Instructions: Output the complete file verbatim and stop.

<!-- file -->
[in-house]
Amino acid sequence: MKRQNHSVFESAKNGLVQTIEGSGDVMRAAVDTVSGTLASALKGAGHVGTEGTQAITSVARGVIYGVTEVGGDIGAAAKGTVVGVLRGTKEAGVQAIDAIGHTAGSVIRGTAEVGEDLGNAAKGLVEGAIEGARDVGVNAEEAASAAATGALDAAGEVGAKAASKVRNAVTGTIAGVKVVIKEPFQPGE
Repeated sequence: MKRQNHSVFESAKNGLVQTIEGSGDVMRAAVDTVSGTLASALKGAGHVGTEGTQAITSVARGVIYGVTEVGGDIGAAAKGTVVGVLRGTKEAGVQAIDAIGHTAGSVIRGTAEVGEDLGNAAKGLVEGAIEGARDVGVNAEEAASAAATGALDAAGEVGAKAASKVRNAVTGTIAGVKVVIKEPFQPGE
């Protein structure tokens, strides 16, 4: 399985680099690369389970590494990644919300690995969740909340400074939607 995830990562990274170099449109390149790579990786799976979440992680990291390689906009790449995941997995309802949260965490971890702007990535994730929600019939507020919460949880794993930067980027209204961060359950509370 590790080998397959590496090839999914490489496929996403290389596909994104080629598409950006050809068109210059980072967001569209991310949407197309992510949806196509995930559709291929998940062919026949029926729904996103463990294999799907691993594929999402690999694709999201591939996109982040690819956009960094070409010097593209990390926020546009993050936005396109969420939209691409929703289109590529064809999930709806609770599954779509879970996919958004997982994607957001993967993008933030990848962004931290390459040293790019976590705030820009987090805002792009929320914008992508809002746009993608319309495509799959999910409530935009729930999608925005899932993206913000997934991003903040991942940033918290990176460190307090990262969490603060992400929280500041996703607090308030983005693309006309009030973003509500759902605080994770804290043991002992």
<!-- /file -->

[in-house]
Amino acid sequence: MKRQNHSVFESAKNGLVQTIEGSGDVMRAAVDTVSGTLASALKGAGHVGTEGTQAITSVARGVIYGVTEVGGDIGAAAKGTVVGVLRGTKEAGVQAIDAIGHTAGSVIRGTAEVGEDLGNAAKGLVEGAIEGARDVGVNAEEAASAAATGALDAAGEVGAKAASKVRNAVTGTIAGVKVVIKEPFQPGE
Repeated sequence: MKRQNHSVFESAKNGLVQTIEGSGDVMRAAVDTVSGTLASALKGAGHVGTEGTQAITSVARGVIYGVTEVGGDIGAAAKGTVVGVLRGTKEAGVQAIDAIGHTAGSVIRGTAEVGEDLGNAAKGLVEGAIEGARDVGVNAEEAASAAATGALDAAGEVGAKAASKVRNAVTGTIAGVKVVIKEPFQPGE
């Protein structure tokens, strides 16, 4: 399985680099690369389970590494990644919300690995969740909340400074939607 995830990562990274170099449109390149790579990786799976979440992680990291390689906009790449995941997995309802949260965490971890702007990535994730929600019939507020919460949880794993930067980027209204961060359950509370 590790080998397959590496090839999914490489496929996403290389596909994104080629598409950006050809068109210059980072967001569209991310949407197309992510949806196509995930559709291929998940062919026949029926729904996103463990294999799907691993594929999402690999694709999201591939996109982040690819956009960094070409010097593209990390926020546009993050936005396109969420939209691409929703289109590529064809999930709806609770599954779509879970996919958004997982994607957001993967993008933030990848962004931290390459040293790019976590705030820009987090805002792009929320914008992508809002746009993608319309495509799959999910409530935009729930999608925005899932993206913000997934991003903040991942940033918290990176460190307090990262969490603060992400929280500041996703607090308030983005693309006309009030973003509500759902605080994770804290043991002992």